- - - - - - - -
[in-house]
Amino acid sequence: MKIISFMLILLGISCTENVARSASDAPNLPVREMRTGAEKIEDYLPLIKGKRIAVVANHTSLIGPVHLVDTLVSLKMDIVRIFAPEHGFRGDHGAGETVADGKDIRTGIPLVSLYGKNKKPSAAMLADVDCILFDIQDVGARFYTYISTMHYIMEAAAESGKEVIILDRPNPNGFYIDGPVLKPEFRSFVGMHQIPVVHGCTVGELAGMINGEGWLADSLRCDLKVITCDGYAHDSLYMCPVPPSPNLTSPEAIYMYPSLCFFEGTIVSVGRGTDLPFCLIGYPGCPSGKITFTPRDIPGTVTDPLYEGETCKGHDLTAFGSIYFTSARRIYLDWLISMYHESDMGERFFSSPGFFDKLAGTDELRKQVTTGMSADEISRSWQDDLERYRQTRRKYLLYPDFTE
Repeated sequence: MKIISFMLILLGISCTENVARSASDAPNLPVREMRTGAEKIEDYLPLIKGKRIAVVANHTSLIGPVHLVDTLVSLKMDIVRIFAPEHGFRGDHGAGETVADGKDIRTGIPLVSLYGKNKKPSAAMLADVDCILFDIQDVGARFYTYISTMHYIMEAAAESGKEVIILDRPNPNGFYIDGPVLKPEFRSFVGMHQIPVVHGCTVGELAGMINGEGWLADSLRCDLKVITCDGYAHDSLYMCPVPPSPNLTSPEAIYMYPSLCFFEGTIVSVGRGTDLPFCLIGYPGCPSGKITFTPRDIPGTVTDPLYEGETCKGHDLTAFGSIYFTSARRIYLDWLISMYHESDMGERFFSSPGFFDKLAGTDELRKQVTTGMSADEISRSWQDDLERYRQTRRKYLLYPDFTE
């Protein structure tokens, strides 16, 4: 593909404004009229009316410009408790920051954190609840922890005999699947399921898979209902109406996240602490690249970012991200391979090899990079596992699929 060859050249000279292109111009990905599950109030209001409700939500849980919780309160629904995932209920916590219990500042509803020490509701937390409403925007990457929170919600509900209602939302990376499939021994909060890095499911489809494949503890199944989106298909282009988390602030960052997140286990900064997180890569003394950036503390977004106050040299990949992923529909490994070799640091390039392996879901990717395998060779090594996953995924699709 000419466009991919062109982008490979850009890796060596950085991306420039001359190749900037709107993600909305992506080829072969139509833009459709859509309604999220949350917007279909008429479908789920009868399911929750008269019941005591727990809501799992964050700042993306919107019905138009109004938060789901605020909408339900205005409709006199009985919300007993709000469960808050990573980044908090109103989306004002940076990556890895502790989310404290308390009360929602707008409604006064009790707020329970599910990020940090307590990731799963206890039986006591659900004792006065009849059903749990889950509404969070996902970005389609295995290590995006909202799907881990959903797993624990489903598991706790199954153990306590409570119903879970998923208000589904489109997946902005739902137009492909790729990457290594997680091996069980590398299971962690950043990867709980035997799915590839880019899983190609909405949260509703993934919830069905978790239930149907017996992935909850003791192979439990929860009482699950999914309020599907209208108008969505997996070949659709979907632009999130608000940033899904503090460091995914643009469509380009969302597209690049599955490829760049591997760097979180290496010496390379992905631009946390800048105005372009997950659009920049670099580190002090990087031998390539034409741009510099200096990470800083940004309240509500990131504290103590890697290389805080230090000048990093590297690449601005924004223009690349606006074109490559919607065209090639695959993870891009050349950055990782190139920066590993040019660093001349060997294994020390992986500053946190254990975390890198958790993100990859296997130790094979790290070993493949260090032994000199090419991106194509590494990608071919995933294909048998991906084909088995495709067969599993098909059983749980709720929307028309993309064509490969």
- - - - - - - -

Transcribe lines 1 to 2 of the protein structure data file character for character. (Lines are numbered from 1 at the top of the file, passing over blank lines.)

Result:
[in-house]
Amino acid sequence: MKIISFMLILLGISCTENVARSASDAPNLPVREMRTGAEKIEDYLPLIKGKRIAVVANHTSLIGPVHLVDTLVSLKMDIVRIFAPEHGFRGDHGAGETVADGKDIRTGIPLVSLYGKNKKPSAAMLADVDCILFDIQDVGARFYTYISTMHYIMEAAAESGKEVIILDRPNPNGFYIDGPVLKPEFRSFVGMHQIPVVHGCTVGELAGMINGEGWLADSLRCDLKVITCDGYAHDSLYMCPVPPSPNLTSPEAIYMYPSLCFFEGTIVSVGRGTDLPFCLIGYPGCPSGKITFTPRDIPGTVTDPLYEGETCKGHDLTAFGSIYFTSARRIYLDWLISMYHESDMGERFFSSPGFFDKLAGTDELRKQVTTGMSADEISRSWQDDLERYRQTRRKYLLYPDFTE